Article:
When we provide current to the circuit, a lorentz force is exerted on the cable from the helmholtz magnetic field.

Do you think this arrangement would result in moving the chassis along the rails or am I missing something?
Thanks in advance!


Umm, Newton's third law?
Perhaps I'm being a bit snarky as it is not entirely clear what the orientation of your coils are, I suppose it is possible that the "equal and opposite force" is perpendicular the rails, not along the rails, but that is just engineering not "science"

If you have a way to support something without friction I'd forget the Helmholtz coils and contact a patent attorney. https://www.xkcd.com/669/

Oh, I see Soupspoon has brought up something I hadn't considered, I just assumed the wire was independent of the chassis. I hadn't even considered the possibility that you are trying to make a "space drive". Now, I realize you don't know what you don't know, and there is some risk in dismissing an idea just because "if it was that simple someone would already have done it" but in this case that would be pretty reasonable, because enough people have been trying long enough that a LOT of things have been tried and universally failed(except, perhaps, some tiny effects right on the bleeding edge of experiment design). Now one might think that there is something magical about Helmholtz coils, but one would be wrong if one expects that magic to override well excepted "laws"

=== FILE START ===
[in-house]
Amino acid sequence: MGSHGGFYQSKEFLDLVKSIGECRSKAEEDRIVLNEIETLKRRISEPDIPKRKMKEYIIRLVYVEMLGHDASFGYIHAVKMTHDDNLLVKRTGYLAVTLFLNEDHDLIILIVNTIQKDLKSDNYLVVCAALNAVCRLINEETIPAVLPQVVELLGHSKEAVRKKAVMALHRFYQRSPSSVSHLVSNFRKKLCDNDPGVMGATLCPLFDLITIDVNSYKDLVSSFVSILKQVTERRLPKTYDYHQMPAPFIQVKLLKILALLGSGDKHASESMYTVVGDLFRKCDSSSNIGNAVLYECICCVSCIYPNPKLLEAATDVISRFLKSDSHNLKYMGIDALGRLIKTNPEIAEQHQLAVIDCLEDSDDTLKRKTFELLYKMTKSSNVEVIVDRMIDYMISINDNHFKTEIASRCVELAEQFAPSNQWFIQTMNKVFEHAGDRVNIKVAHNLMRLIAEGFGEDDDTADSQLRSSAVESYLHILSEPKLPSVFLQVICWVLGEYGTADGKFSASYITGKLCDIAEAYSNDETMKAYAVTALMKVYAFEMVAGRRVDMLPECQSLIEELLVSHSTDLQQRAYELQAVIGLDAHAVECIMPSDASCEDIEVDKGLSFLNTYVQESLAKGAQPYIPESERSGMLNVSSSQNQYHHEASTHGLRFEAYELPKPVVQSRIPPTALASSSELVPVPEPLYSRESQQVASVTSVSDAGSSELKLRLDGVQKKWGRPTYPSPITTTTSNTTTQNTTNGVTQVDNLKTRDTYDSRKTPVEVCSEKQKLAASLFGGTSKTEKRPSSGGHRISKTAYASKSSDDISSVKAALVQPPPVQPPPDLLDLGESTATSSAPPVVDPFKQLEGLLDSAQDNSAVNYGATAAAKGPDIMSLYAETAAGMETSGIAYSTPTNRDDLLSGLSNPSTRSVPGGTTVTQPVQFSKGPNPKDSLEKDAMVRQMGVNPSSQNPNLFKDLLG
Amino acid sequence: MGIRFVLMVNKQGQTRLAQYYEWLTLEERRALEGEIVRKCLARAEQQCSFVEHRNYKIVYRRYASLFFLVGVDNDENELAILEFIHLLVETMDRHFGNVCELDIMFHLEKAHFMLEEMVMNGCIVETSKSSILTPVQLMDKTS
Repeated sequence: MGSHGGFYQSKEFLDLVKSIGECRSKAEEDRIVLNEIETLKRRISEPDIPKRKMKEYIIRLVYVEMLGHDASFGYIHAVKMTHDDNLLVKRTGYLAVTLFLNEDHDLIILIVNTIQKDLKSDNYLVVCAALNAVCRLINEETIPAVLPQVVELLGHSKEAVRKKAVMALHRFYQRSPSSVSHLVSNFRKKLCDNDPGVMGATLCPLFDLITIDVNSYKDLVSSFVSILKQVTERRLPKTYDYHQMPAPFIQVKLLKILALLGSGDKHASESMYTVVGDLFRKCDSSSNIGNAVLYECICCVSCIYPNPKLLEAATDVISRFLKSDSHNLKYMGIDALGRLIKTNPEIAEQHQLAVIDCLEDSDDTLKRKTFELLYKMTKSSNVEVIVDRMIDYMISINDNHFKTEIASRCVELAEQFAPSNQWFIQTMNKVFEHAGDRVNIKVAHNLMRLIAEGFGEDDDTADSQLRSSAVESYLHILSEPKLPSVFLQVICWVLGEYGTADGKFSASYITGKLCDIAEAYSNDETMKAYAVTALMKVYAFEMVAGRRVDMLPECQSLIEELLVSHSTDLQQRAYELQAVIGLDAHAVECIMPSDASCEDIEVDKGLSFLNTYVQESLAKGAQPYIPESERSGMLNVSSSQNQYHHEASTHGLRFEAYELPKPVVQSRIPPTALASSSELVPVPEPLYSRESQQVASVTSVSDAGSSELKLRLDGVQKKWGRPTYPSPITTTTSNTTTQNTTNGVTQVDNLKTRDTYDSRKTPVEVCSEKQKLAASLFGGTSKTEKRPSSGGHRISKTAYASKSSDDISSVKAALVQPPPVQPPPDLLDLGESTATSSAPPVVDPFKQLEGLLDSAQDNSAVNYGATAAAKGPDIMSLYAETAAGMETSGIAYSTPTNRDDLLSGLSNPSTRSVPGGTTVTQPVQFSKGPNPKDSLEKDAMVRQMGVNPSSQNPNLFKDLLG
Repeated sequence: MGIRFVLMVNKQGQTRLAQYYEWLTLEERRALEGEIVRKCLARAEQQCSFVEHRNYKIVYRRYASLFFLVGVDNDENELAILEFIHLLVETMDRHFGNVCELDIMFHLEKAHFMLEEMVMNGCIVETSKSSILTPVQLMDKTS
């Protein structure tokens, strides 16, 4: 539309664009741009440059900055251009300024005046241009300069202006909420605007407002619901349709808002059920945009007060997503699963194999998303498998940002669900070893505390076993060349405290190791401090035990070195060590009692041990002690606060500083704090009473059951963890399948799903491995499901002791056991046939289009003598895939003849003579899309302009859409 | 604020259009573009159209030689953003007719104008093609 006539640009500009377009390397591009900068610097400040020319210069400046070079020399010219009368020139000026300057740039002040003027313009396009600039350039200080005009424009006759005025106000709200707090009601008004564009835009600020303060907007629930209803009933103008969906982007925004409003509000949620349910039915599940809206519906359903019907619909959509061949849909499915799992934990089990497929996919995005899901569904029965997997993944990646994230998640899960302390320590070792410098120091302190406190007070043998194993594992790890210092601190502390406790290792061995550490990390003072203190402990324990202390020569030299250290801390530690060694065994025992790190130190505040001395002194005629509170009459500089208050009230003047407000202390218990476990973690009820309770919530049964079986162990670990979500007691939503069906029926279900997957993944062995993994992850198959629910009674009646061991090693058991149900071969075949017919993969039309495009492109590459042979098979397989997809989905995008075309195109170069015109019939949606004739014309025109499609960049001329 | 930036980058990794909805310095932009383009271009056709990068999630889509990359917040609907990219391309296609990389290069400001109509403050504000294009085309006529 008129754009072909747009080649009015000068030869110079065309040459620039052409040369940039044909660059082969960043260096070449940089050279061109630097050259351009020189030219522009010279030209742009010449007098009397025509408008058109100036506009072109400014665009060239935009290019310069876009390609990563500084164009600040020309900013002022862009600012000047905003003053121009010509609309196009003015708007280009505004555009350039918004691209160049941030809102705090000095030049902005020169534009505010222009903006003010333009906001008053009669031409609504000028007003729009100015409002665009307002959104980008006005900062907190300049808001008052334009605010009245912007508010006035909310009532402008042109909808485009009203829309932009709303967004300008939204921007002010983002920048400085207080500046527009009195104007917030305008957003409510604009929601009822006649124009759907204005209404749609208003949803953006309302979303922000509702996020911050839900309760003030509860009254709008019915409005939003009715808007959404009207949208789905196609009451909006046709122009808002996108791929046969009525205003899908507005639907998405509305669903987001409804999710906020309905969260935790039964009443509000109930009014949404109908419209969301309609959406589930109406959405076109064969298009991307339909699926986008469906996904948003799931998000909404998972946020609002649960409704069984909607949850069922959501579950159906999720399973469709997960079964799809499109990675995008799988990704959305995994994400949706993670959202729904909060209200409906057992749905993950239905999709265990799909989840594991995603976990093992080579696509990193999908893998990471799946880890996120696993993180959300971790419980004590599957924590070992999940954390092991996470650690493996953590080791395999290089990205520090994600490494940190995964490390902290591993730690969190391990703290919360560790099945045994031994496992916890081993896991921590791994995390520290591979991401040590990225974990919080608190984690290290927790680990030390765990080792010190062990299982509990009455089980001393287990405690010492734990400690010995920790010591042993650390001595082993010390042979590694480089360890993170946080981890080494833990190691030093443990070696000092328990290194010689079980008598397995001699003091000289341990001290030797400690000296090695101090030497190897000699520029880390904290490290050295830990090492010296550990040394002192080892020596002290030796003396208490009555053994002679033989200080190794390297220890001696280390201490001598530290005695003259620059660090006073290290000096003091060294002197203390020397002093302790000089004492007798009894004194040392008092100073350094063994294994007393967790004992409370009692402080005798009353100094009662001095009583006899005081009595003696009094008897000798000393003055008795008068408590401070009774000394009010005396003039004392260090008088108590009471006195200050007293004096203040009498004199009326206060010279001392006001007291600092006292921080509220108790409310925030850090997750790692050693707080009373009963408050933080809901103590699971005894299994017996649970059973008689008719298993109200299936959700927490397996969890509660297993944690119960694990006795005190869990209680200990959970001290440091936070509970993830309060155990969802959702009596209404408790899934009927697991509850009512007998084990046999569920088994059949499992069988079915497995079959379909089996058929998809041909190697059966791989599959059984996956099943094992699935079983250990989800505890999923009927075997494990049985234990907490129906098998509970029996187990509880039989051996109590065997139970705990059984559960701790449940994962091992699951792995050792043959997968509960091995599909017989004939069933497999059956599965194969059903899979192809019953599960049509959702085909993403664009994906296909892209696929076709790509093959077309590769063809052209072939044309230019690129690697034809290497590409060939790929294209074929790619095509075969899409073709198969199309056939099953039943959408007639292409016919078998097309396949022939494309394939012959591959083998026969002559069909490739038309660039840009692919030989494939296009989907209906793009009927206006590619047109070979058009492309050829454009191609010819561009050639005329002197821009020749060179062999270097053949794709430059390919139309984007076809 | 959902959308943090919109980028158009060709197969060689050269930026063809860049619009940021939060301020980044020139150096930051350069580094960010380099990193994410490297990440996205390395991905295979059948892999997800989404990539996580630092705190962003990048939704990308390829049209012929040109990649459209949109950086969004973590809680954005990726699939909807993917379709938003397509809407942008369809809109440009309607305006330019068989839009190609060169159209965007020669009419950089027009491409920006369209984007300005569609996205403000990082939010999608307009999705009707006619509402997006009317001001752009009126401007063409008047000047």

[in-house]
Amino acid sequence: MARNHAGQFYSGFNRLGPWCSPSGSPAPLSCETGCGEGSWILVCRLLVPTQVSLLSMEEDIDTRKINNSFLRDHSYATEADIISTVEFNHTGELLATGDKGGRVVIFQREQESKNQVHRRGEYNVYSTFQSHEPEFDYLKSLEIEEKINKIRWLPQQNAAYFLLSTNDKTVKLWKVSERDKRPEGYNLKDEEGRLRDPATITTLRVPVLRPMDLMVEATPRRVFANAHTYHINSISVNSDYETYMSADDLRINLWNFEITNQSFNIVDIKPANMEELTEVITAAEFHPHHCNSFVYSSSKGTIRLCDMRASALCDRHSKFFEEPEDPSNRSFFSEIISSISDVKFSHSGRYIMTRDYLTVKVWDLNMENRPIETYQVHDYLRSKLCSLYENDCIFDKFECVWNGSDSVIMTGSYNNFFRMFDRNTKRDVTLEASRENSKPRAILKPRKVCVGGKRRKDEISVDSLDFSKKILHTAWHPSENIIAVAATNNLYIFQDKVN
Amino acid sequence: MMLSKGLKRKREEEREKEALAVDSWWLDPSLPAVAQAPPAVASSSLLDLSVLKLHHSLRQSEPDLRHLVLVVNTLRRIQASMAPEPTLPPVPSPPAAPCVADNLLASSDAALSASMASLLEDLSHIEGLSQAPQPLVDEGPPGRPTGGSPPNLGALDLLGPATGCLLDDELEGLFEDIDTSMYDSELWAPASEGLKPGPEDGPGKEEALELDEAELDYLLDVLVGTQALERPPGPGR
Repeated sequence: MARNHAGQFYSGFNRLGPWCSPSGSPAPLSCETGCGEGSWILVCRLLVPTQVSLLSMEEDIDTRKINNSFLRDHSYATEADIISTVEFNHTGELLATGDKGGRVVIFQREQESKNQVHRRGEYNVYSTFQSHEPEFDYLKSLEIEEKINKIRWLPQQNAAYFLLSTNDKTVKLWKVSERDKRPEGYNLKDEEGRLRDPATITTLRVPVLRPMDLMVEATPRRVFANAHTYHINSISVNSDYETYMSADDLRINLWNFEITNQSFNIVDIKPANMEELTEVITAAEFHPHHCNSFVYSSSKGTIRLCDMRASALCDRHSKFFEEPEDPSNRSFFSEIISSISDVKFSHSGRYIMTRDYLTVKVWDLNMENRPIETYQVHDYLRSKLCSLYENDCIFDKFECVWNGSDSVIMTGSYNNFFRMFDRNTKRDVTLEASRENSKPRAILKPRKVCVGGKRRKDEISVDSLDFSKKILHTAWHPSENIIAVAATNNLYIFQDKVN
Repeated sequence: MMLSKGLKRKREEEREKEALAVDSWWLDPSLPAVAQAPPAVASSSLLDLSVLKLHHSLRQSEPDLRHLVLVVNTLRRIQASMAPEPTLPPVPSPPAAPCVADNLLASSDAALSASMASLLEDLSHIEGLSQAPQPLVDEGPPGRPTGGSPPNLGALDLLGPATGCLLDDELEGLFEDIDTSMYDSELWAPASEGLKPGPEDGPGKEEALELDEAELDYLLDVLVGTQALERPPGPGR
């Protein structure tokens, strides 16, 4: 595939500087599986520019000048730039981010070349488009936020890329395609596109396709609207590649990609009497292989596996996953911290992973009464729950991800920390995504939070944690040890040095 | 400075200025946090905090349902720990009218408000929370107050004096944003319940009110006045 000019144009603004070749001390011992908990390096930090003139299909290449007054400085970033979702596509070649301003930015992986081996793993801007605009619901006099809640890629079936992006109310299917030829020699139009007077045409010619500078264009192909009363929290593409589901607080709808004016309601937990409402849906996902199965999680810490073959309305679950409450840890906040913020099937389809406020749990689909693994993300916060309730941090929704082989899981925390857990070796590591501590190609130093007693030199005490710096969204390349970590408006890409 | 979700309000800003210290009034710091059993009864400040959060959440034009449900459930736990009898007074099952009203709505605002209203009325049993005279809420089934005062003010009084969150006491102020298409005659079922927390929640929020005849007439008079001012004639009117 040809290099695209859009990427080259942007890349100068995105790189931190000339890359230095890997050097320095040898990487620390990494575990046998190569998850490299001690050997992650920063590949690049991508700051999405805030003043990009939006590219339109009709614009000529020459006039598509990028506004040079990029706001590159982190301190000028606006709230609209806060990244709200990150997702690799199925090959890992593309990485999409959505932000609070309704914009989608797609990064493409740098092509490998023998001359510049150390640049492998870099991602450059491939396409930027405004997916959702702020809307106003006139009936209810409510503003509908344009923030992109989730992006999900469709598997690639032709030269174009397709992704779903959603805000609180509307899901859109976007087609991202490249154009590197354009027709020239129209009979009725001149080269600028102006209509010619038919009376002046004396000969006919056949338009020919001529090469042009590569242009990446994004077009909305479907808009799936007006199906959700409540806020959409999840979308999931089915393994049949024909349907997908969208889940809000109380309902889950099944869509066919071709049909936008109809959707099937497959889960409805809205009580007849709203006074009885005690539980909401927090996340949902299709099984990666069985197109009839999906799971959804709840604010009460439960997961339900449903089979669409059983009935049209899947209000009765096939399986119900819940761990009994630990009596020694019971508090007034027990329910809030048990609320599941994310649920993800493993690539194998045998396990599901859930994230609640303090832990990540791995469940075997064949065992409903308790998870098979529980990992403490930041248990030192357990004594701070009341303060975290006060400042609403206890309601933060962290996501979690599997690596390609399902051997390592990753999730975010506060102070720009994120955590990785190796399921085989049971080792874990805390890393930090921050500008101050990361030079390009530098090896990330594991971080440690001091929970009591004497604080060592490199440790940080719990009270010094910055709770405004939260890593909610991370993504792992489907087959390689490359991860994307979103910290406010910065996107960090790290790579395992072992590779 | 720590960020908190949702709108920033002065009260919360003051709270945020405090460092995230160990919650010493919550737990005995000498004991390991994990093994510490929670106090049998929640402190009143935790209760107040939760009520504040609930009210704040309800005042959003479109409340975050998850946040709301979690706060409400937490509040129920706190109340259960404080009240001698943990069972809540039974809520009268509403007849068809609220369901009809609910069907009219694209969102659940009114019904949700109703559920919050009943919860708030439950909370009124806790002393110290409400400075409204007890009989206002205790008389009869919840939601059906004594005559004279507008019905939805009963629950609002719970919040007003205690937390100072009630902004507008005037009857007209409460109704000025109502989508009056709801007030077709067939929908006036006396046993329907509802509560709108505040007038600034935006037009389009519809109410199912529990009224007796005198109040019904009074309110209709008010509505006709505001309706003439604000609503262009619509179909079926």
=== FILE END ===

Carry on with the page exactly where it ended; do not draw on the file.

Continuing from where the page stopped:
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Soupspoon
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Re: Lorentz force

Postby Soupspoon » Tue Feb 26, 2019 11:27 pm UTC

The only way I could make it work is to have the coils in the horizontal plane (axially vertical, OP never having ruled that out) so that the current through the perpendicular (horizontal) wire passing across the gap would push along the rails.

Except that the coil separation would need to be held open by something that doesn't impede/get-impeded-by the perpendicular wire (with wire trackside and coil on the trolley, or vice-versa), which is a worrying technical problem.